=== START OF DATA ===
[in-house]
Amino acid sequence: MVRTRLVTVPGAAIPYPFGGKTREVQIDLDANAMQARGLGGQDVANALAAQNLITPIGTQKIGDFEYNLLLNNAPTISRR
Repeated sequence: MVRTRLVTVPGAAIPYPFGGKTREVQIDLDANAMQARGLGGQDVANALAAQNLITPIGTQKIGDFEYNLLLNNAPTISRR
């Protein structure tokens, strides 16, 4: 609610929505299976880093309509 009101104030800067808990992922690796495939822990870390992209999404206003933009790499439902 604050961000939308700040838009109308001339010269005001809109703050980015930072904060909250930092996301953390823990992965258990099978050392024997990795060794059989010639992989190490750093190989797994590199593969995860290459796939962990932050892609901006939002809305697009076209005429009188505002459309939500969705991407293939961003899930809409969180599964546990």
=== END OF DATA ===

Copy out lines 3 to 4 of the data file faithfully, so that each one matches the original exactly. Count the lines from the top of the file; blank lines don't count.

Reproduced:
Repeated sequence: MVRTRLVTVPGAAIPYPFGGKTREVQIDLDANAMQARGLGGQDVANALAAQNLITPIGTQKIGDFEYNLLLNNAPTISRR
């Protein structure tokens, strides 16, 4: 609610929505299976880093309509 009101104030800067808990992922690796495939822990870390992209999404206003933009790499439902 604050961000939308700040838009109308001339010269005001809109703050980015930072904060909250930092996301953390823990992965258990099978050392024997990795060794059989010639992989190490750093190989797994590199593969995860290459796939962990932050892609901006939002809305697009076209005429009188505002459309939500969705991407293939961003899930809409969180599964546990």